When the 2017 season ended for the Minnesota Vikings, a lot of people (hint: me) thought that the solution to the Vikings quarterback conundrum was already on the roster. Vikings fandom was split between handing the reigns over to one of Case Keenum, Teddy Bridgewater (hint: STILL ME GUYS), or Sam Bradford.
Most people dismissed Bradford as an option becuase of his knee issues. Most people who thought Bridgewater was the long term answer thought his knee issues were mostly behind him (hint: STILL HERE FOLKS), considering he had made it back to the active roster and had seen some live game action.
That’s apparently not the case, as Mike Zimmer revealed down at the Owner’s Meeting down in Orlando a short while ago. It turns out there was a schism* between Zimmer and the medical staff regarding the progress of Bridgewater, and whether or not he’ll play at a high level again.
*I doubt there’s a schism. I just like using that word to describe every disagreement associated with the Vikings because LOL Brett Favre signing in 2009
Essentially, Mike Zimmer seemed more positive about Teddy Bridgewater returning to his pre-injury level than the medical staff of the Minnesota Vikings, apparently.
Zimmer on Teddy: "I thought he looked good in practice and moved around well but the reports I got back weren't as positive. There was more recovery to be done." #vikings— Brian Murphy (@murphPPress) March 27, 2018
ESPN reporter Courtney Cronin had a bit more of an expanded quote:
“The reports I’d get back from the medical people weren’t as positive as I was about it,” Zimmer said. “That’s kind of how it came down is that his knee wasn’t as...he still has some recovery to do. When I watched him in practice he moved well, I didn’t see limitations but from what I told there was some.”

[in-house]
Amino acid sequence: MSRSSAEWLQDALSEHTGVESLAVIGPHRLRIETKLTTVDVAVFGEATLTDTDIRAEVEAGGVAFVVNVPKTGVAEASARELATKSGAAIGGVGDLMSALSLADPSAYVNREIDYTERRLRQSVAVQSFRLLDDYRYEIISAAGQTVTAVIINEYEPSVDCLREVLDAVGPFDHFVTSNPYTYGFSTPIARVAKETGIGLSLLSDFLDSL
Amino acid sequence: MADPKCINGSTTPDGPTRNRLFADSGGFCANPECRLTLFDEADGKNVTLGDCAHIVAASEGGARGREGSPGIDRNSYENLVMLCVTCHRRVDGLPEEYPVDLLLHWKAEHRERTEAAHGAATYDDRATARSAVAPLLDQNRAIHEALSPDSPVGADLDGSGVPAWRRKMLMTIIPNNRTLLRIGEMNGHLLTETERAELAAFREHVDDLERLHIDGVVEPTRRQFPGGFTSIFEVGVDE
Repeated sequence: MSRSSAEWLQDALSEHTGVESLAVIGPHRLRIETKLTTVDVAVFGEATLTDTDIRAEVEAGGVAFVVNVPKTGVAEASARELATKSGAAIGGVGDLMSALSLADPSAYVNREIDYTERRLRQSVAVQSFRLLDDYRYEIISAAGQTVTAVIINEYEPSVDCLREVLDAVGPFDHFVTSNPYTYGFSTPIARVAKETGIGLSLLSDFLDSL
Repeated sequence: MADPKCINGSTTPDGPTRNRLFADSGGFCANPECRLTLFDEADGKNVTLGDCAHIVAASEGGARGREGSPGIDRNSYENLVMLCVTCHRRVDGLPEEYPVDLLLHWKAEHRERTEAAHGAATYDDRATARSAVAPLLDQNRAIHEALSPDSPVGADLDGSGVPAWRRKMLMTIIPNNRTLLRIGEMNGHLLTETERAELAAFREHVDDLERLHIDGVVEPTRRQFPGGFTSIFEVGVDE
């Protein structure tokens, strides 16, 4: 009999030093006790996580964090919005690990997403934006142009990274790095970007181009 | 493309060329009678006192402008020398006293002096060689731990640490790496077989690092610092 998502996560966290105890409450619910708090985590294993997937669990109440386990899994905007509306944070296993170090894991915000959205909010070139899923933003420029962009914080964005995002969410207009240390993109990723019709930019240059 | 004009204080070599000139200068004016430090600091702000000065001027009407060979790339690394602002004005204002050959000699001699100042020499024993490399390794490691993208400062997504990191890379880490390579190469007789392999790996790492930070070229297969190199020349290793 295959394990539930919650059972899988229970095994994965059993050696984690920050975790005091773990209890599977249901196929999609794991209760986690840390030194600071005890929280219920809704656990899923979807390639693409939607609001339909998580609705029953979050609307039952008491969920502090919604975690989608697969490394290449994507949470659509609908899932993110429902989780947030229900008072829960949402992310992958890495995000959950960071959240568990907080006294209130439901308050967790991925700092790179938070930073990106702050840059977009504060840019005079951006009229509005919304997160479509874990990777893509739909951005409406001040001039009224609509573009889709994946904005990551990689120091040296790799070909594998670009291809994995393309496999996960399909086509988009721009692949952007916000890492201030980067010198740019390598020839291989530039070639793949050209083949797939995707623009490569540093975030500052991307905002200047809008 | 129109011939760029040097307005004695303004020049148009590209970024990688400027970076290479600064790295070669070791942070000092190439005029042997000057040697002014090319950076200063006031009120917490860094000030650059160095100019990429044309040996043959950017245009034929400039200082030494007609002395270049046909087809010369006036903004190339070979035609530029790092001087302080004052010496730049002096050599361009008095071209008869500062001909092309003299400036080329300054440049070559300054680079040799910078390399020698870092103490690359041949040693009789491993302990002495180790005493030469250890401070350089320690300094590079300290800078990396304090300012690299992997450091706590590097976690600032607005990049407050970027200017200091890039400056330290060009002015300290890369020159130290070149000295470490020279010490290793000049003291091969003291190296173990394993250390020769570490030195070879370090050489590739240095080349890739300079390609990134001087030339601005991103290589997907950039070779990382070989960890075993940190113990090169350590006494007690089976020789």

Zimmer also revealed that Head Trainer Eric Sugarman had done an extensive report on 24 players with the type of injury Bridgewater suffered, and 12 of them never came back and played again. Still, Zimmer was quick to praise Bridgewater’s attempted comeback. Again, from the Cronin piece:
“For him to come back from the injury that he had was significant,” Zimmer said. “Really, it was remarkable. No one in the history of the world has ever come back from the injury that he had in that amount of time.”
The disagreement between Zimmer and the medical staff on the health of Bridgewater’s knee wasn’t known, at least as far as I can tell, until Zimmer mentioned it today. And without being there and getting the full context of the quote, Zimmer seems like he was willing to roll the dice with Teddy Bridgewater, but was overruled by either the medical staff, the front office, or both. But just so we’re clear, that’s 100% my opinion, nothing more.
And let’s make sure were all on the same page here. The Vikings didn’t play a still-injured Bridgewater last year:
Let's clarify this, shall we? Bridgewater was medically cleared to play by the Vikings medical staff. Being medically cleared and having limitations are two vastly different things. If he wasn't healthy enough to be out there, they wouldn't have put him out there. https://t.co/Nhryd6BFPK— Courtney Cronin (@CourtneyRCronin) March 27, 2018
The main concern is that Bridgewater won’t get back the level of mobility he had prior to suffering the knee injury. That concern by the Vikings seemed to be validated based on the heavily incentive-laden contract he got from the New York Jets, along with Bridgewater’s reluctance to talk about his knee when introduced to the New York media:
Teddy Bridgewater spoke to NY media today:— Brian Murphy (@murphPPress) March 21, 2018
On off-season workouts with Jets:
"That's not something I'm comfortable talking about right now. I'm pretty sure that will be a discussion I have with the training staff and we'll come up with a plan moving forward."#Vikings
As more clarity is given to the situation of all three quarterbacks at the end of the season, the reasoning for not bringing any of them back and going all-in for Kirk Cousins makes more sense.
Time will tell if getting Cousins was the right call, but right now, today?
It’s not the wrong one.